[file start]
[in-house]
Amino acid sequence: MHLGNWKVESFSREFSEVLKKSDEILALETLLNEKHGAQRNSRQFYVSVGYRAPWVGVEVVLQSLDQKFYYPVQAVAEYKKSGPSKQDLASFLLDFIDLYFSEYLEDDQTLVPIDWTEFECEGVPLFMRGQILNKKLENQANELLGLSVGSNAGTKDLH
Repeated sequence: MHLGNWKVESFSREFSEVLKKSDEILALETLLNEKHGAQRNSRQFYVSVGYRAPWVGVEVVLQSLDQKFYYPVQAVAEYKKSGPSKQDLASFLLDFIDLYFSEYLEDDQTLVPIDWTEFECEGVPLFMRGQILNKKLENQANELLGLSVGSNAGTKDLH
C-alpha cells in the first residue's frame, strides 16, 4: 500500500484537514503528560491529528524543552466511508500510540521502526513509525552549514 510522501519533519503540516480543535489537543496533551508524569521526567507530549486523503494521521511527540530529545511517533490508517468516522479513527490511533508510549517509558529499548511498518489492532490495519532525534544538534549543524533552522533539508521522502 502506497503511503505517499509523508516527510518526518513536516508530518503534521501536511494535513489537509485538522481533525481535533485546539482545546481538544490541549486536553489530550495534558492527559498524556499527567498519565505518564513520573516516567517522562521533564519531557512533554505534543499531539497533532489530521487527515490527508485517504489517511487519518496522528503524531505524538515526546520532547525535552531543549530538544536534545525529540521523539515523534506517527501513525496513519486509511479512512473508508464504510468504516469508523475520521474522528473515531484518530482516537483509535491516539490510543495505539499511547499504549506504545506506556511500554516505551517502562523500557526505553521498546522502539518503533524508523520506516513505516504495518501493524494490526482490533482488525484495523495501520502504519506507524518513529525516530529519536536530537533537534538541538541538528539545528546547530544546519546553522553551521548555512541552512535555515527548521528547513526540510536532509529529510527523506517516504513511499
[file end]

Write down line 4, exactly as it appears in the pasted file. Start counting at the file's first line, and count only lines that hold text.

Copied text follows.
C-alpha cells in the first residue's frame, strides 16, 4: 500500500484537514503528560491529528524543552466511508500510540521502526513509525552549514 510522501519533519503540516480543535489537543496533551508524569521526567507530549486523503494521521511527540530529545511517533490508517468516522479513527490511533508510549517509558529499548511498518489492532490495519532525534544538534549543524533552522533539508521522502 502506497503511503505517499509523508516527510518526518513536516508530518503534521501536511494535513489537509485538522481533525481535533485546539482545546481538544490541549486536553489530550495534558492527559498524556499527567498519565505518564513520573516516567517522562521533564519531557512533554505534543499531539497533532489530521487527515490527508485517504489517511487519518496522528503524531505524538515526546520532547525535552531543549530538544536534545525529540521523539515523534506517527501513525496513519486509511479512512473508508464504510468504516469508523475520521474522528473515531484518530482516537483509535491516539490510543495505539499511547499504549506504545506506556511500554516505551517502562523500557526505553521498546522502539518503533524508523520506516513505516504495518501493524494490526482490533482488525484495523495501520502504519506507524518513529525516530529519536536530537533537534538541538541538528539545528546547530544546519546553522553551521548555512541552512535555515527548521528547513526540510536532509529529510527523506517516504513511499